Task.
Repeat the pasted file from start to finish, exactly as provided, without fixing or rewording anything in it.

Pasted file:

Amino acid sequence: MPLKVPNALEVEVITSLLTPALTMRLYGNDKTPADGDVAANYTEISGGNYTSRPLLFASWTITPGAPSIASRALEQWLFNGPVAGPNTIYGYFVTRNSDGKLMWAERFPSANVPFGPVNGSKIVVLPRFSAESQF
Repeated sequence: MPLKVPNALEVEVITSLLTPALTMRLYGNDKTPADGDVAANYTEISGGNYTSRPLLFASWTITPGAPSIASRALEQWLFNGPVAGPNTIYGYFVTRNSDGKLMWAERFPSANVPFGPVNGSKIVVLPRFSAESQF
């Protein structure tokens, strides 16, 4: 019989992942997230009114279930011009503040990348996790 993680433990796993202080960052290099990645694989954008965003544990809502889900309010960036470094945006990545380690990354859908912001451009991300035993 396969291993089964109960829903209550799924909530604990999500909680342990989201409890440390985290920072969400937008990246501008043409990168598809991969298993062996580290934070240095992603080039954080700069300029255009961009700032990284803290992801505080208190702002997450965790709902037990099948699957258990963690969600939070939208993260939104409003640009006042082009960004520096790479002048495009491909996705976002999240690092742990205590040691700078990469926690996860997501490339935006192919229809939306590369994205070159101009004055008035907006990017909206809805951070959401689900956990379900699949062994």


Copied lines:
Amino acid sequence: MPLKVPNALEVEVITSLLTPALTMRLYGNDKTPADGDVAANYTEISGGNYTSRPLLFASWTITPGAPSIASRALEQWLFNGPVAGPNTIYGYFVTRNSDGKLMWAERFPSANVPFGPVNGSKIVVLPRFSAESQF
Repeated sequence: MPLKVPNALEVEVITSLLTPALTMRLYGNDKTPADGDVAANYTEISGGNYTSRPLLFASWTITPGAPSIASRALEQWLFNGPVAGPNTIYGYFVTRNSDGKLMWAERFPSANVPFGPVNGSKIVVLPRFSAESQF
């Protein structure tokens, strides 16, 4: 019989992942997230009114279930011009503040990348996790 993680433990796993202080960052290099990645694989954008965003544990809502889900309010960036470094945006990545380690990354859908912001451009991300035993 396969291993089964109960829903209550799924909530604990999500909680342990989201409890440390985290920072969400937008990246501008043409990168598809991969298993062996580290934070240095992603080039954080700069300029255009961009700032990284803290992801505080208190702002997450965790709902037990099948699957258990963690969600939070939208993260939104409003640009006042082009960004520096790479002048495009491909996705976002999240690092742990205590040691700078990469926690996860997501490339935006192919229809939306590369994205070159101009004055008035907006990017909206809805951070959401689900956990379900699949062994």